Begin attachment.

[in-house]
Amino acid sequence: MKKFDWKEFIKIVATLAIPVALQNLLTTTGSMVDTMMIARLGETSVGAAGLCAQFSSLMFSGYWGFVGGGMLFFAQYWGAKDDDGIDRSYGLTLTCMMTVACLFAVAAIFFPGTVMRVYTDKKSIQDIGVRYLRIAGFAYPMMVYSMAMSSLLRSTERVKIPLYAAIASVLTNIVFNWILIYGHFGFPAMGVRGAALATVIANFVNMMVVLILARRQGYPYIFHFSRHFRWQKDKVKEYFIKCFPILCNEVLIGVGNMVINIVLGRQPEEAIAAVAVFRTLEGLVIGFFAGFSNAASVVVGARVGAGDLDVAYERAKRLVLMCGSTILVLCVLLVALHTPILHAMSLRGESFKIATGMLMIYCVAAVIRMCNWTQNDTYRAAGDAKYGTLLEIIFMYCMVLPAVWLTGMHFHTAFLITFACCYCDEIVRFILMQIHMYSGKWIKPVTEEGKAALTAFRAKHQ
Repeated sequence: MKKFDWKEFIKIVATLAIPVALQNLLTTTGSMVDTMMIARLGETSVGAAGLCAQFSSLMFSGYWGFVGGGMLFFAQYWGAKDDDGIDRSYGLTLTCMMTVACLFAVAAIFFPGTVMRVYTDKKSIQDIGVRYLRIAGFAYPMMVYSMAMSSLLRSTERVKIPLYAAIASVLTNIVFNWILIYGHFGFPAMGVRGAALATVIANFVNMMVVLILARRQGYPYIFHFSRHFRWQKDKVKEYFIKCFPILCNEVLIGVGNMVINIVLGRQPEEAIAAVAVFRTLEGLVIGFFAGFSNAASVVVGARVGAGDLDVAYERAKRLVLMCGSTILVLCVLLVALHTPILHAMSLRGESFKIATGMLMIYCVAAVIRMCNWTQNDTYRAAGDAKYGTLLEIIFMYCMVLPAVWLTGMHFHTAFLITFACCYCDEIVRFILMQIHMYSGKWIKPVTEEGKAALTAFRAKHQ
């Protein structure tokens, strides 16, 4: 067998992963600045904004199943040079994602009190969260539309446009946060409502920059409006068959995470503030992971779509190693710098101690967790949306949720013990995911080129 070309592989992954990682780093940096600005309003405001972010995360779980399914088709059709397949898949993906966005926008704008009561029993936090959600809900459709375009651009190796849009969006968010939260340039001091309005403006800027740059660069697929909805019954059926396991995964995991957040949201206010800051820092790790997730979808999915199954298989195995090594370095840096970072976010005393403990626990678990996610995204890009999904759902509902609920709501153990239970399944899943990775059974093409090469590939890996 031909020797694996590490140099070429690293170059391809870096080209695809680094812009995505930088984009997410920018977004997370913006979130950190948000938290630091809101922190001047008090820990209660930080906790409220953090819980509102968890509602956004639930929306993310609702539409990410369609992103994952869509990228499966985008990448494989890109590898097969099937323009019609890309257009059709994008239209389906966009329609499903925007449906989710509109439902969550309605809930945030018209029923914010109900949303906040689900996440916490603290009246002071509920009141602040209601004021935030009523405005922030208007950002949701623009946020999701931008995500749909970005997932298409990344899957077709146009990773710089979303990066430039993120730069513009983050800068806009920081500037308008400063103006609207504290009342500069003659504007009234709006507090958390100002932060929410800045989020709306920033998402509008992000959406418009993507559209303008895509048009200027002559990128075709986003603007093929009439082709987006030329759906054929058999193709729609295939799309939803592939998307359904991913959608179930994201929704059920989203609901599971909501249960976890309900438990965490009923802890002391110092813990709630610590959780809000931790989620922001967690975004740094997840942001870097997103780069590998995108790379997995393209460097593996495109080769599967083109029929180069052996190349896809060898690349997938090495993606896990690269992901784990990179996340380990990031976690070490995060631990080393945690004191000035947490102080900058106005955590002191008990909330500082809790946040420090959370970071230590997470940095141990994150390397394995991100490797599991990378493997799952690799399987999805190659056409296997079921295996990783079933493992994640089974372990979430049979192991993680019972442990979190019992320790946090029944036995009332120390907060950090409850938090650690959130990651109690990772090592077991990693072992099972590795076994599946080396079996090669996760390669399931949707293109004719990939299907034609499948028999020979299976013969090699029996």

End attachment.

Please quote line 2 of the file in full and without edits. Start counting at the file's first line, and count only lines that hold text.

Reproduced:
Amino acid sequence: MKKFDWKEFIKIVATLAIPVALQNLLTTTGSMVDTMMIARLGETSVGAAGLCAQFSSLMFSGYWGFVGGGMLFFAQYWGAKDDDGIDRSYGLTLTCMMTVACLFAVAAIFFPGTVMRVYTDKKSIQDIGVRYLRIAGFAYPMMVYSMAMSSLLRSTERVKIPLYAAIASVLTNIVFNWILIYGHFGFPAMGVRGAALATVIANFVNMMVVLILARRQGYPYIFHFSRHFRWQKDKVKEYFIKCFPILCNEVLIGVGNMVINIVLGRQPEEAIAAVAVFRTLEGLVIGFFAGFSNAASVVVGARVGAGDLDVAYERAKRLVLMCGSTILVLCVLLVALHTPILHAMSLRGESFKIATGMLMIYCVAAVIRMCNWTQNDTYRAAGDAKYGTLLEIIFMYCMVLPAVWLTGMHFHTAFLITFACCYCDEIVRFILMQIHMYSGKWIKPVTEEGKAALTAFRAKHQ